Thank you: for prompting me to write something that I’ve needed to write about for quite some time. When asked to highlight a charitable organization for which we might collectively raise money, my mind hops to several ideas (see right “Cool Stuff” for a few of those). What amazes me is that it took me several minutes of web browsing and pondering to remember the charity that has impacted my life more than I could ever possibly imagine. Big Brothers Big Sisters.
I have been a mentor since 1999. I’ve seen my little sister grow from being 7 to 16. And she’s seen me grow from being a much less confident, unhappy-in-denial, worried person into the shining example of an only-slightly-neurotic-woman that I am today. She’ll be the first one to tell you all about how I don’t worry a fraction as much as I used to. She’ll also tell you that I dress better than I used to. But this really isn’t about me, is it? Where was I?
These days, Cheyene* and I have spent enough time reminiscing about our early years together, that she already knows the first year was hardest for me. That may sound harsh, but the truth is she was 7 and an incredibly strong-willed person with 700,000 reasons not to trust a stranger (wise of her), and she was testing me.
One of her favorite games used to be to holler out in a parking lot, “Help!! I’m being kidnapped!” Charming, isn’t it? I had a business card from Big Sisters with our names on it, so eventually, a police officer would have been able to discover my legitimacy, but I hated the thought of going through that. Man, how she loved yelling out, “Help!” at any opportunity. It’s what prompted me to create “”Big Sister/Little Sister” I.D. “lami’s” with our faces & names for both of us to wear when we did the AIDSWalk years ago.
Most of the time, she was a strikingly charismatic adorable delight. Outgoing. Bubbly. Sweet. She’s still got these qualities – they’re a part of her essence – and her essence is fabulous. But when she was 7 and she didn’t get her way: Damn, she could dole out the silent treatment. Something would happen that made her upset (I wouldn’t buy her the $30 gizmo in the gift shop. Or I wouldn’t let her get a slurpee, candy AND a large popcorn. Or I wouldn’t let her go into the ocean with her clothes on, etc., etc.) She’d completely shut down to the point that I would just have to take her home. Seriously, we nearly left Disneyland at 11am. Oooh – it used to make me so angry. I would try very hard to use my calm voice and say the same thing every time: It’s okay for you to be mad at me, but friends talk to each other about their feelings. I’m going to remain your friend no matter how many times we get mad at each other. But we need to talk about our feelings.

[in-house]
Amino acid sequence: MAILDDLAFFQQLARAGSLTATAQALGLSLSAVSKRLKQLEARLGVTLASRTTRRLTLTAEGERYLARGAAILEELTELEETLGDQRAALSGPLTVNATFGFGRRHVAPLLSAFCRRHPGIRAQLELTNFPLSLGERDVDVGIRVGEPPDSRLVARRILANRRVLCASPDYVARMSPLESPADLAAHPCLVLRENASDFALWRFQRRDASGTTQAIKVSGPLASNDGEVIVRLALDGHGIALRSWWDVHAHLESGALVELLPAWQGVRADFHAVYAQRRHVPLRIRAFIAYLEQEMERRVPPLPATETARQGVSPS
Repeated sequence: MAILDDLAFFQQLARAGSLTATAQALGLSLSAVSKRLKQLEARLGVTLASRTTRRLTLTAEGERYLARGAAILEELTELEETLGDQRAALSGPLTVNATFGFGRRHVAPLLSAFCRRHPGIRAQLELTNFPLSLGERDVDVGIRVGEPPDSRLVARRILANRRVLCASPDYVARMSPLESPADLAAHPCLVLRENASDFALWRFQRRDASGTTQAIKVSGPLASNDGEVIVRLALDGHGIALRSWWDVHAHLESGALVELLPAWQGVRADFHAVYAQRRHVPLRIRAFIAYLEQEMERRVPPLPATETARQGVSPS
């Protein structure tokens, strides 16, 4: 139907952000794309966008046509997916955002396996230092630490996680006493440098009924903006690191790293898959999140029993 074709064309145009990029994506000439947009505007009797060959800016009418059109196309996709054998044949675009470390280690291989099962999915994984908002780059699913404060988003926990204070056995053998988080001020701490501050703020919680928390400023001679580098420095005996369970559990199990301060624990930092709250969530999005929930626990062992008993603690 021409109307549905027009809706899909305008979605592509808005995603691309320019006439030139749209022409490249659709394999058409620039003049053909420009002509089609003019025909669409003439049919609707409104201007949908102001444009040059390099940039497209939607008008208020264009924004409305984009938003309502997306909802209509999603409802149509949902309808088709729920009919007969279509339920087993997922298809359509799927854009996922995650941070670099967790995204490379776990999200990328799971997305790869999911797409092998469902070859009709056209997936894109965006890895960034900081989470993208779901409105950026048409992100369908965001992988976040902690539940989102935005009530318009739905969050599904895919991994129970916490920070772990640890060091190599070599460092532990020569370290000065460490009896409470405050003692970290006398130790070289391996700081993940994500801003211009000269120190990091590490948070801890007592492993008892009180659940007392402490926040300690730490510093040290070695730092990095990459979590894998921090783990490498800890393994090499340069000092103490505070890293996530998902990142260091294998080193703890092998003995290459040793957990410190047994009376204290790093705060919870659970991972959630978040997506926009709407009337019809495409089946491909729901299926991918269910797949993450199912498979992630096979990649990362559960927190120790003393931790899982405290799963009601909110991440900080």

After months and months and months and months of the same pattern of Punishment By Block Off, there was eventually the first time that she mumbled to me, “I’m mad at you because you didn’t buy it for me.” I couldn’t believe my ears. I was ecstatic, “Chey thank you so much for telling me what you’re feeling . . .” Maybe kids hear the Snoopy Teacher “Woh-waah-Wuh,” 80% of the time when we talk to them, but oh, that 20% that gets through. Thank God for that!
I wrote a whole post on Cheyene here. What that essay doesn’t say is that I will never forget the moment the notion of becoming a mentor occured to me. I was getting ready for work, within ear shot of the TV (I used to have the TV on a lot more often then) and even though I couldn’t see the images, I knew it was Jimmy Smits talking. He said something about mentoring. I had seen that PSA dozens of times before. But on that morning, I thought (was it me thinking?) I need to-want to-will do this. Now is the time. I got to work that day and looked up Big Brothers Big Sisters in the yellow pages.
Recently I attended a workshop for new mentors. I was supposed to be one of the voices of experience (scary, I know). And the man who hosted the event, one of the board of directors – an amazing person – asked all of us to be on the look out for who we might encourage to become mentors. This is such a dubious task for me because I know how challenging mentoring can be at times. No matter how daunting, I do need to be more vocal about my experiences. There are so many children who really could use extra guidance in their lives. It’s not about economics.
Every human being I know benefits each time another person turns to them with deliberate focus and says in some way, I care about you.
And that’s what mentoring is: saying I care about you to one child over and over and over again.
You may decide to become a mentor some day. It won’t be because of what you hear Jimmy Smits say on television, it won’t be because of what you’ve read here. It’ll be because that voice inside you (Is it quiet? Is it boomingly loud? Is it urgent? Is it calm?) that voice inside you, how ever it sounds, will tell you, “Now is the time.”
And if your time doesn’t come, perhaps you’ll see fit to lend a few dollars towards the people who work so hard to make mentoring happen. I say “lend” because everthing we give out comes back to us.
I know that because I have a little sister and she tells me she cares about me in so many ways over and over and over again.